THIS ARTICLE IS MORE THAN FIVE YEARS OLD
This article is more than five years old. Autism research — and science in general — is constantly evolving, so older articles may contain information or theories that have been reevaluated since their original publication date.
People with autism have difficulty recognizing facial expressions of emotion. Their eye movements are inaccurate, and they have difficulty miming. They are, however, exceptionally good at remembering melodies and detecting pitch differences, although their brains are slower to process sounds compared with controls.
These are the results of just a few of the studies reviewed on SFARI.org in recent months.
All rely on comparisons between people who have autism and matched control groups of people without the disorder. The assumption is that statistically significant differences between the groups tell us something fundamental about the nature of autism.
Control groups are an essential part of autism research, providing a benchmark against which to assess those with autism. Finding, for instance, that participants with autism score an average of 68 percent on a test is meaningless if you don’t know how people who don’t have autism do on the same test.
A control group can also be used to try and rule out alternative and perhaps uninteresting explanations for group differences.
The logic is simple: If two groups are matched on one measure, such as intelligence or age, then this can’t explain differences on another measure, such as performance on an emotion recognition test, that is under investigation.
Despite its widespread use, there are many issues to consider when designing an experiment with matched controls or when reading and attempting to evaluate such a study. Who should be in the control group? On what measures should they be matched? And how do we decide if the groups are truly matched?
In an article published in the January issue of the American Journal of Intellectual and Developmental Disabilities, Sara Kover and Amy Atwood consider this last question. Most researchers aim to convince the reader that their groups are well matched by reporting a statistical test, called a t-test, and showing that there is no significant difference between the two groups on the matching measure.
The problem is that t-tests really aren’t designed for this purpose.
If a t-test shows a significant difference, then you can be fairly confident that the groups really are different. But the reverse doesn’t apply: If the t-test doesn’t find the groups to be significantly different, you can’t necessarily conclude that they are similar.
To make matters worse, the result of the t-test depends on the number of people in the study. For small groups, it’s much harder to get a significant difference — meaning that it’s much easier to have groups that appear matched.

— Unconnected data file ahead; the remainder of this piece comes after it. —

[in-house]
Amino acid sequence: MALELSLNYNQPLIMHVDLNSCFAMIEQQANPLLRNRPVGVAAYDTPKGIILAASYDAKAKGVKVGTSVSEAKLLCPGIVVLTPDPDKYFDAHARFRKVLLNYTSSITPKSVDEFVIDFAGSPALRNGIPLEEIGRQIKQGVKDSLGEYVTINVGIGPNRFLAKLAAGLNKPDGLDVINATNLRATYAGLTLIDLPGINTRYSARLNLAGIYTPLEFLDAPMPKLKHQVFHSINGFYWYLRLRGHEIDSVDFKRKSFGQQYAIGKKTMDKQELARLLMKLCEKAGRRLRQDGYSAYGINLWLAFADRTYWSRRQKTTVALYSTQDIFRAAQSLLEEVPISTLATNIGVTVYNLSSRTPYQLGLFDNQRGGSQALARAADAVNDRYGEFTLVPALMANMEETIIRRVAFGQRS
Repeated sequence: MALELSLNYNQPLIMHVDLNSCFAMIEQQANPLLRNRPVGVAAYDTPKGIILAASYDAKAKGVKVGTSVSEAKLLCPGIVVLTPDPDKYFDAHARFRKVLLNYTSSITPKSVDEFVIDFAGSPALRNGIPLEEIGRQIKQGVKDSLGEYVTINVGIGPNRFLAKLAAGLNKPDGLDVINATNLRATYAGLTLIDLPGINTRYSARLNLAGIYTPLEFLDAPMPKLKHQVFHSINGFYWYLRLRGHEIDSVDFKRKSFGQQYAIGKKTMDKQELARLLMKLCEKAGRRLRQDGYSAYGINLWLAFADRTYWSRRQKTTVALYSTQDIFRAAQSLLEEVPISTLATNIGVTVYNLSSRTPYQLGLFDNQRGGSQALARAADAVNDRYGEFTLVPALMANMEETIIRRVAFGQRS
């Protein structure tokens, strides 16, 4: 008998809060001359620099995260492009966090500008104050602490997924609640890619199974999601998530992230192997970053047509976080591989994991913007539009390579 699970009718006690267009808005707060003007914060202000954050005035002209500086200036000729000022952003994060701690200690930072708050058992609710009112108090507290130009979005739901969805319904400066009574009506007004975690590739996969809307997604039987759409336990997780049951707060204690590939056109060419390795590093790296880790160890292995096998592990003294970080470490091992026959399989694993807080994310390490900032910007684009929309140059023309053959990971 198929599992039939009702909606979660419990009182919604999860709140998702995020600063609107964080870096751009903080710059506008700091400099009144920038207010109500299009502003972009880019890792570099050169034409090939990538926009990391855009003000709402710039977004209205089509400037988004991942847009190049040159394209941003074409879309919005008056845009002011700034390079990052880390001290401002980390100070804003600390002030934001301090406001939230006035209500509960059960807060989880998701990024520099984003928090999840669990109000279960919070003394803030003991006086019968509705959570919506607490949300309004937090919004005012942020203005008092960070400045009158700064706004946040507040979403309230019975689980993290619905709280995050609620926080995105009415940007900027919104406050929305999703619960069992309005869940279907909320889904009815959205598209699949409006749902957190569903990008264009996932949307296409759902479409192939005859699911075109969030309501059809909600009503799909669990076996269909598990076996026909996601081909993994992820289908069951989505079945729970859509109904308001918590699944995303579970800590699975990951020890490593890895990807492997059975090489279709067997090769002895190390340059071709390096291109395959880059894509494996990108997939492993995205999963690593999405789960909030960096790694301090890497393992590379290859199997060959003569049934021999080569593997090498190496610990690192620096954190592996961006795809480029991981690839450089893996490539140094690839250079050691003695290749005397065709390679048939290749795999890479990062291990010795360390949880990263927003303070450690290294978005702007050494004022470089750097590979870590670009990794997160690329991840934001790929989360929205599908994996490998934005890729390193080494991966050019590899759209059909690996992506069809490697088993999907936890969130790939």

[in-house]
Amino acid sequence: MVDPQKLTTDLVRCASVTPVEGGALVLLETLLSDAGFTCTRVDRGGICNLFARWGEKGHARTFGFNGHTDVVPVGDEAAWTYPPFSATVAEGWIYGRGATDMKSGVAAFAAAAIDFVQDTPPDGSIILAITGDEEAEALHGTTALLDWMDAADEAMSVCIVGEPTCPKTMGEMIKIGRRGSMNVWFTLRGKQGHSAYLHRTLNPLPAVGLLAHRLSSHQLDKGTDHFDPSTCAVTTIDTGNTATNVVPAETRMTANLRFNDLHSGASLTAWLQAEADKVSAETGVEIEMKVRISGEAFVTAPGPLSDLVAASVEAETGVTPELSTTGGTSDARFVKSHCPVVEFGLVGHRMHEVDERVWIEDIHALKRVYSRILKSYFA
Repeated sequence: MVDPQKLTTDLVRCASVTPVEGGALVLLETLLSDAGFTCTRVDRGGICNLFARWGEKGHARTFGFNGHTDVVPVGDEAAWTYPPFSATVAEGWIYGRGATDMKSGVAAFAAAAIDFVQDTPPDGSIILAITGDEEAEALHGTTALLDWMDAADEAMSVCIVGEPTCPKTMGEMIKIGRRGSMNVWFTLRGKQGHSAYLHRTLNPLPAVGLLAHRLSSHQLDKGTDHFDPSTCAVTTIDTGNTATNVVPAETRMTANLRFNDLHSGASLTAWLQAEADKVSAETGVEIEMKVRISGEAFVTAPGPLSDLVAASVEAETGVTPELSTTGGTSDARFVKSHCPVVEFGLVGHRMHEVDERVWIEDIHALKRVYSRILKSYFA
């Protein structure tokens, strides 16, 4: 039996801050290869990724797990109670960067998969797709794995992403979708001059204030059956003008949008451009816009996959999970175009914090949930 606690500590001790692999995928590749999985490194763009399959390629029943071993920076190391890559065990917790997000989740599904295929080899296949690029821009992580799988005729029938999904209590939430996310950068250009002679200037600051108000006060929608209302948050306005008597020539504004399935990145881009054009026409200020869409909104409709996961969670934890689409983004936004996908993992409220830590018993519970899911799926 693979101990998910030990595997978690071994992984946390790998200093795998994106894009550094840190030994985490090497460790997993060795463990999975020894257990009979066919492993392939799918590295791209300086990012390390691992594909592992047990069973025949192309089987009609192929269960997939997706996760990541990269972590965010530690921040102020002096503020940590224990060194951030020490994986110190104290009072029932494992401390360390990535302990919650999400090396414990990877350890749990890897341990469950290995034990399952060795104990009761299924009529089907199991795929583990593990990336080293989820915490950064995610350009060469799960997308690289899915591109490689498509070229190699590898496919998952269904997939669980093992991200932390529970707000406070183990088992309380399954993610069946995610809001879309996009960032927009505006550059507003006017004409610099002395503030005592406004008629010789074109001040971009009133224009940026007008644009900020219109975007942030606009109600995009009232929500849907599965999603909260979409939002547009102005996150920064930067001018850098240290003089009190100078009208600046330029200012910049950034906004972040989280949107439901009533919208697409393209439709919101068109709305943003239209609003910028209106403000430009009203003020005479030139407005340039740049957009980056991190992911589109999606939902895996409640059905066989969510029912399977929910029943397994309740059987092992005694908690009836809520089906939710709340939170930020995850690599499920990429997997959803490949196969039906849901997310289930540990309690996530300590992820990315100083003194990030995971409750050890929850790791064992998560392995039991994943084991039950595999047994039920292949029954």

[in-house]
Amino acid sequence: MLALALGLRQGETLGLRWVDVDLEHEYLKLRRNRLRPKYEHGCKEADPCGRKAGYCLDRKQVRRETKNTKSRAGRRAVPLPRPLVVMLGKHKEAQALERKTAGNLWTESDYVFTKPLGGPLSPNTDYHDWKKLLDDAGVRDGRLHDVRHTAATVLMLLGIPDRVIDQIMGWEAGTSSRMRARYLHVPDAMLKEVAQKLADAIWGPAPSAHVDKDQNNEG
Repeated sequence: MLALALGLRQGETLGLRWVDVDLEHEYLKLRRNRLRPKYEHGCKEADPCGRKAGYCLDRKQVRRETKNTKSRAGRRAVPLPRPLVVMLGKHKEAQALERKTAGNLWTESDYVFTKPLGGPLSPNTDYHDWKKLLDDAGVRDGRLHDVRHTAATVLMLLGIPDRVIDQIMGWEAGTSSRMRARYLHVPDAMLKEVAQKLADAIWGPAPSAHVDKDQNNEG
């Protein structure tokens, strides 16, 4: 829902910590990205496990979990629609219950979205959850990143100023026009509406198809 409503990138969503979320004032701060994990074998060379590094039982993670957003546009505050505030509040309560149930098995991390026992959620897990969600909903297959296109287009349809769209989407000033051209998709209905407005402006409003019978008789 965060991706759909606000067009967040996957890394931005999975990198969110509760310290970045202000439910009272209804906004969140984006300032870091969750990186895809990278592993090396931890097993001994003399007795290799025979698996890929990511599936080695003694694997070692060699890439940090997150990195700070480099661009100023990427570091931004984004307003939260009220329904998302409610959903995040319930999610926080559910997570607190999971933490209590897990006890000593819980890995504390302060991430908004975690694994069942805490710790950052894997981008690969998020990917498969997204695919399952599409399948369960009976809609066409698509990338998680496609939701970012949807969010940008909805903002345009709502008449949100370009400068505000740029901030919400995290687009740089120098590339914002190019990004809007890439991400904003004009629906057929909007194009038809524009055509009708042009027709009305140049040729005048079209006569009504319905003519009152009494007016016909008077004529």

To illustrate the problem, Figure 1 shows some made-up data from two fictitious studies of different sizes. Both studies show the same distribution of intelligence quotients (IQs).
In the first study, which has ten participants in each group (represented by colored circles), the differences in IQ are not even close to being statistically significant. So we would consider the two groups to be well matched on IQ.
In the second, larger study, with 50 participants per group, the difference is highly significant. This time we’d say they are clearly not matched, even though the distribution of scores is exactly the same as in the first study.
Kover and Atwood recommend that when describing the matching procedure, researchers should always report the effect size. This statistic indicates how big a difference there is between the two groups and, crucially, does not depend on the size of the groups.
They also recommend reporting the ratio of the variance, which shows how similar the spread of scores is in the two groups.
In our two made-up studies, the effect size is similar (0.46 and 0.48) and the variance ratio is identical (1.78), indicating that the matching is equivalent in both studies.
However, there are currently no agreed-upon guidelines for matching, so researchers would have to get together and decide on cut-off values to define acceptable degrees of matching. For now, reporting the effect size and variance ratio would at least make it easier to judge how well the groups in a study are matched.
In fact, I’ve just added them to the paper I’m about to submit.
Jon Brock is a research fellow at Macquarie University in Sydney, Australia. He also blogs regularly on his website, Cracking the Enigma. Read more Connections columns at SFARI.org/connections »